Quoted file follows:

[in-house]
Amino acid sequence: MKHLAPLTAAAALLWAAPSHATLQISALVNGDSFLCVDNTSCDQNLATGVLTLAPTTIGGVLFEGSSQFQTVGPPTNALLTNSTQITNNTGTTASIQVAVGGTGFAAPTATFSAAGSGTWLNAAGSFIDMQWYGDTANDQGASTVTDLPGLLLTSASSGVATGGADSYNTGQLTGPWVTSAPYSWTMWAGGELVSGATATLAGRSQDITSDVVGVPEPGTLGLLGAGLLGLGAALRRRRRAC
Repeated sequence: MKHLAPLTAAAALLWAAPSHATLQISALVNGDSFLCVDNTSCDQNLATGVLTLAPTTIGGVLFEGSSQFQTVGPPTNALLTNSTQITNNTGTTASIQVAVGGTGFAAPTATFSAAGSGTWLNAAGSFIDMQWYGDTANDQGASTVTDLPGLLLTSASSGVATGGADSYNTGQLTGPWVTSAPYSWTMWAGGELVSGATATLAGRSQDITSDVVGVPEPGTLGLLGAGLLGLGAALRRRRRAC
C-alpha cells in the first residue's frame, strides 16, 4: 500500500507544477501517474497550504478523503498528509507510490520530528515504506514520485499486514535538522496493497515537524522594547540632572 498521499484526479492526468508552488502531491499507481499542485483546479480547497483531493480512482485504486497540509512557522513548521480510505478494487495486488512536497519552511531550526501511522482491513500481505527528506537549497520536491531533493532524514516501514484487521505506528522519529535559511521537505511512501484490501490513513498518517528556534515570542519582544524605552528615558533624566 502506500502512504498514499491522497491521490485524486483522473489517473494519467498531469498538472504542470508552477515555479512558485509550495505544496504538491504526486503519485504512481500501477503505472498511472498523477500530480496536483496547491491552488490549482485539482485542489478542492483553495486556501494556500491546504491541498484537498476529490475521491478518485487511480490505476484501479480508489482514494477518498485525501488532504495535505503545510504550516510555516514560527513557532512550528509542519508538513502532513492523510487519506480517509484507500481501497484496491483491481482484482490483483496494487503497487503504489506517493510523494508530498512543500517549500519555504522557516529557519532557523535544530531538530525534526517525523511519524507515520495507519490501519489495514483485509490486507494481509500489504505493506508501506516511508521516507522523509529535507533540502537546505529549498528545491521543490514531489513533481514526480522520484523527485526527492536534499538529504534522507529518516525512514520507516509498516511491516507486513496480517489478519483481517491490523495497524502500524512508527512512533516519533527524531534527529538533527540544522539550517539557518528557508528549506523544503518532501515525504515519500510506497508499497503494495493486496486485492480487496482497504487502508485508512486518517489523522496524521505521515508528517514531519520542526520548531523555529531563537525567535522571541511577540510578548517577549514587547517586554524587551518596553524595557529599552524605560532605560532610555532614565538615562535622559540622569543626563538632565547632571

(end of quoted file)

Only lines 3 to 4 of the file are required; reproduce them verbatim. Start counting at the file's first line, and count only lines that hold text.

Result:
Repeated sequence: MKHLAPLTAAAALLWAAPSHATLQISALVNGDSFLCVDNTSCDQNLATGVLTLAPTTIGGVLFEGSSQFQTVGPPTNALLTNSTQITNNTGTTASIQVAVGGTGFAAPTATFSAAGSGTWLNAAGSFIDMQWYGDTANDQGASTVTDLPGLLLTSASSGVATGGADSYNTGQLTGPWVTSAPYSWTMWAGGELVSGATATLAGRSQDITSDVVGVPEPGTLGLLGAGLLGLGAALRRRRRAC
C-alpha cells in the first residue's frame, strides 16, 4: 500500500507544477501517474497550504478523503498528509507510490520530528515504506514520485499486514535538522496493497515537524522594547540632572 498521499484526479492526468508552488502531491499507481499542485483546479480547497483531493480512482485504486497540509512557522513548521480510505478494487495486488512536497519552511531550526501511522482491513500481505527528506537549497520536491531533493532524514516501514484487521505506528522519529535559511521537505511512501484490501490513513498518517528556534515570542519582544524605552528615558533624566 502506500502512504498514499491522497491521490485524486483522473489517473494519467498531469498538472504542470508552477515555479512558485509550495505544496504538491504526486503519485504512481500501477503505472498511472498523477500530480496536483496547491491552488490549482485539482485542489478542492483553495486556501494556500491546504491541498484537498476529490475521491478518485487511480490505476484501479480508489482514494477518498485525501488532504495535505503545510504550516510555516514560527513557532512550528509542519508538513502532513492523510487519506480517509484507500481501497484496491483491481482484482490483483496494487503497487503504489506517493510523494508530498512543500517549500519555504522557516529557519532557523535544530531538530525534526517525523511519524507515520495507519490501519489495514483485509490486507494481509500489504505493506508501506516511508521516507522523509529535507533540502537546505529549498528545491521543490514531489513533481514526480522520484523527485526527492536534499538529504534522507529518516525512514520507516509498516511491516507486513496480517489478519483481517491490523495497524502500524512508527512512533516519533527524531534527529538533527540544522539550517539557518528557508528549506523544503518532501515525504515519500510506497508499497503494495493486496486485492480487496482497504487502508485508512486518517489523522496524521505521515508528517514531519520542526520548531523555529531563537525567535522571541511577540510578548517577549514587547517586554524587551518596553524595557529599552524605560532605560532610555532614565538615562535622559540622569543626563538632565547632571